I would like to share a real and recent story to demonstrate the long term benefits one of my clients got from investing in themselves. Her name is Ingrid and she has generously agreed to me sharing her story in the hope it may help others.
I first met Ingrid in 2012 when she came to me describing feeling very lost with life. Ingrid found her job difficult, people unhelpful and was feeling depressed. Added to this she had two young children and was feeling somewhat trapped by the burden of responsibility this brought. Ingrid’s situation is certainly not an uncommon one.
One of the homework tasks I invited Ingrid to undertake was completing a VIA Character Strengths* survey. The results of this scientifically proven survey gave us a list of Ingrid’s 24 strengths of character, listed in order of her preference for using them. Understanding your Character Strengths gives you an opportunity to operate out of your top strengths more often. When one engages in their top strengths it is energising, making any task seem easier, and increases wellbeing and life satisfaction.
The other benefit in knowing the order of preference you use your character strengths, is that it helps you also become aware of lower order strengths too. In Ingrid’s case, the strengths of ‘Hope’ and ‘Gratitude’ were in her bottom 20. This doesn’t make them weaknesses, they are all strengths, but it does indicate she would have to be very intentional to use these strengths because they are so low in her preferences.
The abundance of research# on Character Strengths has shown people who experience higher life satisfaction have the following strengths up high:
- Zest (energy)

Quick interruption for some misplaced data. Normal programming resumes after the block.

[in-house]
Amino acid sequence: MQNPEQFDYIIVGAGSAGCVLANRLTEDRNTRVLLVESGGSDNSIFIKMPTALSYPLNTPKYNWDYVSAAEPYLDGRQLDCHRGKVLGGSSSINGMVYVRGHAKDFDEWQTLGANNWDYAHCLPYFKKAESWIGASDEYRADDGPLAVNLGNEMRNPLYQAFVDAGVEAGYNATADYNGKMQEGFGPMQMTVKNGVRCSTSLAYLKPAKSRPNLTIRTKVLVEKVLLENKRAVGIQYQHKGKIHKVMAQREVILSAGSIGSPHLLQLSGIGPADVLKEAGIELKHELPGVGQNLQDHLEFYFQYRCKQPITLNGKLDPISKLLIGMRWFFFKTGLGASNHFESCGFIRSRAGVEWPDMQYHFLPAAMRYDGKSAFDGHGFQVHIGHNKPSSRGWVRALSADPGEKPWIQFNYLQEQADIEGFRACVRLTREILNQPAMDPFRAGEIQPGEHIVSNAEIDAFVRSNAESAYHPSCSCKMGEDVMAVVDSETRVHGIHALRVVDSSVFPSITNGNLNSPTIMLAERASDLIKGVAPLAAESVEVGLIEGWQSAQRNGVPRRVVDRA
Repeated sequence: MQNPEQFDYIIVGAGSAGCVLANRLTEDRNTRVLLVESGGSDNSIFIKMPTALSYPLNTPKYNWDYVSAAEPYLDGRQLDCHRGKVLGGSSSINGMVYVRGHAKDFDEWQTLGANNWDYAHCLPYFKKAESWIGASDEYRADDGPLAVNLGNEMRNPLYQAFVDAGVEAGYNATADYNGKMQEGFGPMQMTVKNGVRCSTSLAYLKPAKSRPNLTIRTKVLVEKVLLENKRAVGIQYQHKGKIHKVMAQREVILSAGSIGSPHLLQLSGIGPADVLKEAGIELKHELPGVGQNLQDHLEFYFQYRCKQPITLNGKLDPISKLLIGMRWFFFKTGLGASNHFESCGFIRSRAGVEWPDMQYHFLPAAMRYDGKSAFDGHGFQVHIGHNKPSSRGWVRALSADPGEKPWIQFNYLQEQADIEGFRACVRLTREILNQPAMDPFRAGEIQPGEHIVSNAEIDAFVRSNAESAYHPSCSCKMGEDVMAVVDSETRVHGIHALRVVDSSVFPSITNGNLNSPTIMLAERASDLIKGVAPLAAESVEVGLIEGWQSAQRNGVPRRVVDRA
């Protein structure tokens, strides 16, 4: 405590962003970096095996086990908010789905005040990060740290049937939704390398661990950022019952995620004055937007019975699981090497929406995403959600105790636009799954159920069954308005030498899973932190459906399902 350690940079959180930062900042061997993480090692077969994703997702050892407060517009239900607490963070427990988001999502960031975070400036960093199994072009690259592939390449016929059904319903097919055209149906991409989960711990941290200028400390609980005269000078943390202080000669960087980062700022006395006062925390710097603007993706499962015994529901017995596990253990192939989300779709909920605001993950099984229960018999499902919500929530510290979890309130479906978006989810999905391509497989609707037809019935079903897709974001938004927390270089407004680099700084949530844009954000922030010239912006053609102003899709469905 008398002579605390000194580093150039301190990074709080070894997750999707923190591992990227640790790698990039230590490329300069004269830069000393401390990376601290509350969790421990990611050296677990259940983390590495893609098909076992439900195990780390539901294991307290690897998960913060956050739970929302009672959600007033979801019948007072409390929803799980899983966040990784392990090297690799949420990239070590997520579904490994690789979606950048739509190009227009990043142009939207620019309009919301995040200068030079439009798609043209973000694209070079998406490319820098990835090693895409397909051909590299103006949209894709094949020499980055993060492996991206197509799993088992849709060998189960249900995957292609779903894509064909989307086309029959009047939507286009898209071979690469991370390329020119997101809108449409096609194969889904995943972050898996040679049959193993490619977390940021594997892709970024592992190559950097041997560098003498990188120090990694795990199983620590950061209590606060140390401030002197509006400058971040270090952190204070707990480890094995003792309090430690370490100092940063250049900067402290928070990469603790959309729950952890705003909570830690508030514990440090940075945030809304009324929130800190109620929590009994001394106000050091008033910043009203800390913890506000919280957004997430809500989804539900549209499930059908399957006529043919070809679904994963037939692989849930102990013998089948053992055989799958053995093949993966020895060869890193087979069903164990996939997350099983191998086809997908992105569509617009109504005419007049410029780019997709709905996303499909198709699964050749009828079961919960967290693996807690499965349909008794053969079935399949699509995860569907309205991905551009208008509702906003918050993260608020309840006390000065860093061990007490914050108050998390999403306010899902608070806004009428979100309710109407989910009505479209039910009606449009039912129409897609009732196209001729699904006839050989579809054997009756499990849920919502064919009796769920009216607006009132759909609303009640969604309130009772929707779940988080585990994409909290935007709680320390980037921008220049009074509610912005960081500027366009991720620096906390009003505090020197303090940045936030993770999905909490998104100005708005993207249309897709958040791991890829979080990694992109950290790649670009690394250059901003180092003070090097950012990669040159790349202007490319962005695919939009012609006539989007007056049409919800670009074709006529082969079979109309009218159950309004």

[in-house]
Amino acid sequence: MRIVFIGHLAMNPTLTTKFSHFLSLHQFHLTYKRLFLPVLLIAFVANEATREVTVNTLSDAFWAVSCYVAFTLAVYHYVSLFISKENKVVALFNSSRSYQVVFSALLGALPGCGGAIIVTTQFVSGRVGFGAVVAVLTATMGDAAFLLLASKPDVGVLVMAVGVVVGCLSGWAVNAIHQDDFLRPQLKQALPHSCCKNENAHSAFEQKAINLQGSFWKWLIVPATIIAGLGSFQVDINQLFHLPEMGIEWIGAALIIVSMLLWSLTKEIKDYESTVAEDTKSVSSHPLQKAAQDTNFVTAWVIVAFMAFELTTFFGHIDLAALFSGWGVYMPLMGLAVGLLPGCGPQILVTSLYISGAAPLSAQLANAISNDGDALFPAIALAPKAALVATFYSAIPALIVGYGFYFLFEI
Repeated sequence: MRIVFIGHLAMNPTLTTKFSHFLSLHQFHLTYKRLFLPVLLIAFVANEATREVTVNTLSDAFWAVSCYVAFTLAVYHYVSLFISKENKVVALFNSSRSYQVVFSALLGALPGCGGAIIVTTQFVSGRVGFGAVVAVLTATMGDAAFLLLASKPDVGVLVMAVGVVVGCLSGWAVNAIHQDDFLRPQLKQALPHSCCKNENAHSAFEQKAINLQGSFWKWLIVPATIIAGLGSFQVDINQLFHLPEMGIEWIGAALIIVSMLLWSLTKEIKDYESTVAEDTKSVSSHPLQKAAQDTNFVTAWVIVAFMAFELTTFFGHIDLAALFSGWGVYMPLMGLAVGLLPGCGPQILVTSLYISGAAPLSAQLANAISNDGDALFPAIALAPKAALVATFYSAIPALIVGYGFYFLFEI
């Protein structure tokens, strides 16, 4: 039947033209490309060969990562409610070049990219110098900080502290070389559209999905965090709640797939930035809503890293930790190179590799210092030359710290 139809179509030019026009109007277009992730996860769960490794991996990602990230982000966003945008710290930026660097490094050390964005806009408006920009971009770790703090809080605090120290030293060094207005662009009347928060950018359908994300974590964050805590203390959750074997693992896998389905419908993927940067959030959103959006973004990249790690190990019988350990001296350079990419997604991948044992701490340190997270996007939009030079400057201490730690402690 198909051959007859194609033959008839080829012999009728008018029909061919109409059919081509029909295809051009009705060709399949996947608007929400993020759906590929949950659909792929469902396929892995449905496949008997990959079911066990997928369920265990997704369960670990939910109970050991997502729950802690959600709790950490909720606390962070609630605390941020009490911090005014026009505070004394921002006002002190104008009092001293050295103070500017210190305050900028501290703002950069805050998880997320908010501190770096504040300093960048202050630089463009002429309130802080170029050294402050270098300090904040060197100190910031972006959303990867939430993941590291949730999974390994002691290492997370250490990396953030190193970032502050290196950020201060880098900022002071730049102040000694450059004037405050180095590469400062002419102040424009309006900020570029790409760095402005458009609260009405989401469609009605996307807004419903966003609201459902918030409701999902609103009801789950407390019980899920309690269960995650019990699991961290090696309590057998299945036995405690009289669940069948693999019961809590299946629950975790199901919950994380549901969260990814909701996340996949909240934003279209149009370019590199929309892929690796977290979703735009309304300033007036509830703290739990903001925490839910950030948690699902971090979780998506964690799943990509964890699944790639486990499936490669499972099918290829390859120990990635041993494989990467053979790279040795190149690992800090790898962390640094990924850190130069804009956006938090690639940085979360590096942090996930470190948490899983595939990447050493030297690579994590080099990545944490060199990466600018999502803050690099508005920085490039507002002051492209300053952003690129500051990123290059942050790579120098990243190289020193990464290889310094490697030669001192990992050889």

Knowing Ingird was feeling lost and depressed, I decided one way forward would be to intentionally build her strengths of hope (the antithesis of depression) and gratitude (Robert Emmons, a leading gratitude researcher, confirms gratitude effectively increases happiness and reduces depression).
Ingrid diligently practiced the interventions I gave to her to build ‘hope’ and ‘gratitude’. In a fairly short space of time she reported feeling much happier and in control. In fact, she enjoyed doing the gratitude intervention so much, she has continued, in a less formal way but become very intentional about being thankful for all the good things in her life.
Fast forward three years, Ingird calls me out of blue to share some devastating news – she has been diagnosed with a tumour in her brain that is growing rapidly. The good news is it’s not malignant, yet still life threatening if not removed. The brain surgery involves an 8 – 10 hour operation which will leave her permanently deaf in her right ear. She will also experience paralysis to the right side of her face and tongue. This should regain feeling in the coming months but no guarantee. Further to this, she will need to re-learn to walk because the removal of her inner right ear disrupts her balance. By any measure this is a very serious and complicated operation.
Ingrid called me not simply to share the bad news but to proactively put steps in place to enhance her recovery phase. She asked me to be there post-surgery to assist her to move forward in the best way emotionally possible. What a privilege. I feel honoured to be asked and I didn’t hesitate to assure her I will do all I can to support her.